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Expand chart
Data: Centers for Medicare & Medicaid Services; Chart: Chris Canipe/Axios

Almost 22.4 million seniors and people with disabilities are enrolled in Medicare Advantage plans for 2019 — up 6.8% from the same point last year, according to preliminary federal data.

Why it matters: The growing enrollment total is in line with what the Trump administration expected and continues a decade-long trend of moving more of the traditional Medicare program into a privatized version run by health insurers.

Winners: Most insurers are winners to some degree, considering MA is "a friendly environment" right now for the industry. And the biggest companies are getting even bigger.

By the numbers: Together, three companies control more than half of the MA market.

  • UnitedHealth Group: 5.7 million enrollees, up 9%
  • Humana: 3.9 million, up 11%
  • Aetna (now owned by CVS Health): 2.1 million, up 23%

The big picture: The federal government is expected to pay MA insurers $250 billion this year. With profit margins hovering around 4% or higher for many companies, that equals billions of dollars of profit.

Yes, but: Federal prosecutors and auditors are scrutinizing the coding practices of MA insurers and may be willing to claw back overpayments soon.

What's next: February's enrollment data will provide an even clearer picture of how much the Medicare Advantage program grew for this year.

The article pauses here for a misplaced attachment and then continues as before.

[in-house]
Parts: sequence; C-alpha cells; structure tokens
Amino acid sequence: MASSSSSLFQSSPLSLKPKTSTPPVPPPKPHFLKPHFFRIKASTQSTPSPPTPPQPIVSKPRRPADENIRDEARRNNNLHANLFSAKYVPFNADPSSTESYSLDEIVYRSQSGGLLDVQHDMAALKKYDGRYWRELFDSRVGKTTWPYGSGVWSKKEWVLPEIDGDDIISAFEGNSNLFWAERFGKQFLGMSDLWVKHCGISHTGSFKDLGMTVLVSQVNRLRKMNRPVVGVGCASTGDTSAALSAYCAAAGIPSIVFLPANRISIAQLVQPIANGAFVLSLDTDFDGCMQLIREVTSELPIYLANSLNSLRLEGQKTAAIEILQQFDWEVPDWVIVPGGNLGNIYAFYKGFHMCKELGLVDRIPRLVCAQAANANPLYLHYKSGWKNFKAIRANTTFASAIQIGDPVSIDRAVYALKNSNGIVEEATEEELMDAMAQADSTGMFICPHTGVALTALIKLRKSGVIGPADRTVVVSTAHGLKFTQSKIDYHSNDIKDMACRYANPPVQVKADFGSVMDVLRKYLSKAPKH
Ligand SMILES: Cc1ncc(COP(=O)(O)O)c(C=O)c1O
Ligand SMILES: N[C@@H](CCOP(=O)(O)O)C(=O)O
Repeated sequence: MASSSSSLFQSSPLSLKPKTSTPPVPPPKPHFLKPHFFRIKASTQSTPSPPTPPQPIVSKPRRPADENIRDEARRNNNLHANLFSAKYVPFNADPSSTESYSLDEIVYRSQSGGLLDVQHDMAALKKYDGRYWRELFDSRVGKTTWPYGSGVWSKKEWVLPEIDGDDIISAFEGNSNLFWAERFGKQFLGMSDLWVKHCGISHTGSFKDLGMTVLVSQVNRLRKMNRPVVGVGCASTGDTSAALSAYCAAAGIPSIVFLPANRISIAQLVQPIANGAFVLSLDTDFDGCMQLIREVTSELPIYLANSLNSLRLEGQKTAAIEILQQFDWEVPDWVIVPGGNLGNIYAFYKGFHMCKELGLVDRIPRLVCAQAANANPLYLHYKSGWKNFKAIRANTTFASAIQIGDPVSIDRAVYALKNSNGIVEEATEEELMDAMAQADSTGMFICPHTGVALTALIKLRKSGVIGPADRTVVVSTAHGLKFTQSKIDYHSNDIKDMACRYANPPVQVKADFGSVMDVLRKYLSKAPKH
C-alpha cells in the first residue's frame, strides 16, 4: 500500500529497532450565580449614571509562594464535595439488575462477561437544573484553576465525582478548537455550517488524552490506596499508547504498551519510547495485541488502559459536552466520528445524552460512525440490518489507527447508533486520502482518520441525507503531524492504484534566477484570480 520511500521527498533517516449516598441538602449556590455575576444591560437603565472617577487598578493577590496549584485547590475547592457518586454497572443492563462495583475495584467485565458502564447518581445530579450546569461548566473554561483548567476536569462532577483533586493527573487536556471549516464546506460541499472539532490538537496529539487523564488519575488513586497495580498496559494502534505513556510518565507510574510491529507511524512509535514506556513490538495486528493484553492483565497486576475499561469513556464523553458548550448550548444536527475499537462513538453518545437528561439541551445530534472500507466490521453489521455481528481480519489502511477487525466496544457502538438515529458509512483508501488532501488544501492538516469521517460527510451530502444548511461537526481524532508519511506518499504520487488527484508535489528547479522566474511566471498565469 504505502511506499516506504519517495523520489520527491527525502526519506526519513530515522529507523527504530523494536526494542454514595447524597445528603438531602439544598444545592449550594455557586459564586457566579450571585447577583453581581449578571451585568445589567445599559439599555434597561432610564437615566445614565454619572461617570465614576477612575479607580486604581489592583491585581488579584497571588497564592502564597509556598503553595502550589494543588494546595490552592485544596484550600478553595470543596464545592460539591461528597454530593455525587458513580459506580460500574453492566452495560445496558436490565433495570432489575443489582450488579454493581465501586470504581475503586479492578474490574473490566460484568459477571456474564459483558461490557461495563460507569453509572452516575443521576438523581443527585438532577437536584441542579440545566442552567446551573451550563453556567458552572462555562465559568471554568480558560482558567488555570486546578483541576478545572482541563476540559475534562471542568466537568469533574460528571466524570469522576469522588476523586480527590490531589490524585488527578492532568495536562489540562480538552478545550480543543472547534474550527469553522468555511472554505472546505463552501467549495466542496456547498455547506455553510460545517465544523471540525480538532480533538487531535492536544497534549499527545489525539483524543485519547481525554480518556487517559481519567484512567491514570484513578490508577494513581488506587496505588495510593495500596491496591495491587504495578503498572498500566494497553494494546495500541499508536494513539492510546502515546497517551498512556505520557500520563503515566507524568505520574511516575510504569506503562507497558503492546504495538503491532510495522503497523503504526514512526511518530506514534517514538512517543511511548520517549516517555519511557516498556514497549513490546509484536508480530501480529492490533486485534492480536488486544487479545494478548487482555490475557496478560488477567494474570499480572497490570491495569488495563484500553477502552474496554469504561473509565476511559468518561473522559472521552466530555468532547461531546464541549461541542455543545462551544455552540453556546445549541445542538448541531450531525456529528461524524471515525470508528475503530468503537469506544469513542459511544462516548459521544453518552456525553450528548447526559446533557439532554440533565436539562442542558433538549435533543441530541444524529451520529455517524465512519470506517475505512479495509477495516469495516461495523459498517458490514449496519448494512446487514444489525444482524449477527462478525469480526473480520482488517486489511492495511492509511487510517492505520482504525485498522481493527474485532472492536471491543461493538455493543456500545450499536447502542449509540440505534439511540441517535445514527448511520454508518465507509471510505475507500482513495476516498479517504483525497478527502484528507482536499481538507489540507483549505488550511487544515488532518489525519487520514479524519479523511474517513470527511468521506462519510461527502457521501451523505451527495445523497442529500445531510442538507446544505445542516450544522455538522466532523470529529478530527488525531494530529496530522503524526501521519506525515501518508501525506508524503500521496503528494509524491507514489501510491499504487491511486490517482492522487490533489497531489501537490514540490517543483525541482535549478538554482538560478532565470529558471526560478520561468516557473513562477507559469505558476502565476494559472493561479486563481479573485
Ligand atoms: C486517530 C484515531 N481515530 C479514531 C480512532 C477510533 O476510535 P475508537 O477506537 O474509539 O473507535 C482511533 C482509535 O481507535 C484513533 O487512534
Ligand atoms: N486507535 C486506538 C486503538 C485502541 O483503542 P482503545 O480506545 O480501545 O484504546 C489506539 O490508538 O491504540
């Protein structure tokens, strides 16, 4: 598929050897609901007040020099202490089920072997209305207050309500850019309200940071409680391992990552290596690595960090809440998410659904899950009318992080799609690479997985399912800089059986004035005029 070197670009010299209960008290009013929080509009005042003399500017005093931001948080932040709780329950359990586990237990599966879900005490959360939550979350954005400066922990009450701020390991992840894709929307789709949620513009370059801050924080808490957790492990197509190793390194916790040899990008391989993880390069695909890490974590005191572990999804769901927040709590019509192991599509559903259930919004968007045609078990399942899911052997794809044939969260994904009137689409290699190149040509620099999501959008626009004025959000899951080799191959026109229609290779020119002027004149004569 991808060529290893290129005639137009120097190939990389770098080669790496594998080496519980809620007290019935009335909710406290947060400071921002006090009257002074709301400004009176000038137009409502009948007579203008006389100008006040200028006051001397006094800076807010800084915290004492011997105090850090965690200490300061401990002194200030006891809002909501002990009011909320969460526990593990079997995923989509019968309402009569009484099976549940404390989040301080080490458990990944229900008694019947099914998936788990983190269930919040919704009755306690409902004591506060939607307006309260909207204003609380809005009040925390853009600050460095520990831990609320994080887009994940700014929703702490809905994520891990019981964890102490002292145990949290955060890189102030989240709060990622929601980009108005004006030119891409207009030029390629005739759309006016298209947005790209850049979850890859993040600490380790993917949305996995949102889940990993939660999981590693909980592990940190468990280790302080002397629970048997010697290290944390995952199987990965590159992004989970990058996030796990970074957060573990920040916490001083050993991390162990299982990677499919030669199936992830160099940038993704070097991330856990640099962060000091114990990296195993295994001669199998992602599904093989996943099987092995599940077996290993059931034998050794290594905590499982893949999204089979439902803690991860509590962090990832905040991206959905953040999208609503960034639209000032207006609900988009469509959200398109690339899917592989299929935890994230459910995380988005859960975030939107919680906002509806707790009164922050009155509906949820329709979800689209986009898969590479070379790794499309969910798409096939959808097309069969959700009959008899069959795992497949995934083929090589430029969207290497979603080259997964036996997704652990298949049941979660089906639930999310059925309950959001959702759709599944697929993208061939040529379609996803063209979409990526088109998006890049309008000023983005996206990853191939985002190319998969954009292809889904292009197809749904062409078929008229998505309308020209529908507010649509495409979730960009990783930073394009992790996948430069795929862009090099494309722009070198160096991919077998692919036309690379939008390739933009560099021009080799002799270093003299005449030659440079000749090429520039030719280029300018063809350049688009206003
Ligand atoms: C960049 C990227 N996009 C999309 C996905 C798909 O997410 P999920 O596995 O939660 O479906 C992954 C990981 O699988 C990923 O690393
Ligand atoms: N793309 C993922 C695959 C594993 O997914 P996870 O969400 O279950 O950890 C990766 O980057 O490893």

Go deeper

Biden picks Warren allies to lead SEC, CFPB

Photo: Justin Sullivan/Getty Images

President-elect Joe Biden has selected FTC commissioner Rohit Chopra to be the next director of the Consumer Financial Protection Bureau (CFPB) and Obama-era Wall Street regulator Gary Gensler to lead the Securities and Exchange Commission (SEC).

Why it matters: Both picks are progressive allies of Sen. Elizabeth Warren (D-Mass.) and viewed as likely to take aggressive steps to regulate big business.

The perils of organizing underground

Illustration: Aïda Amer/Axios

Researchers see one bright spot as far-right extremists turn to private and encrypted online platforms: Friction.

Between the lines: For fringe organizers, those platforms may provide more security than open social networks, but they make it harder to recruit new members.

Resurrecting Martin Luther King's office

King points to Selma, Alabama on a map at his Southern Christian Leadership Conference office in Atlanta in January 1965. Photo: Bettmann/Getty Contributor

Efforts to save the office where Dr. Martin Luther King, Jr., planned some of the most important moments of the civil rights movement are hitting roadblocks amid a political stalemate.

Why it matters: The U.S. Park Service needs to OK agreements so a developer restoring the historic Prince Hall Masonic Lodge in Atlanta — which once housed King's Southern Christian Leadership Conference — can tap into private funding and begin work.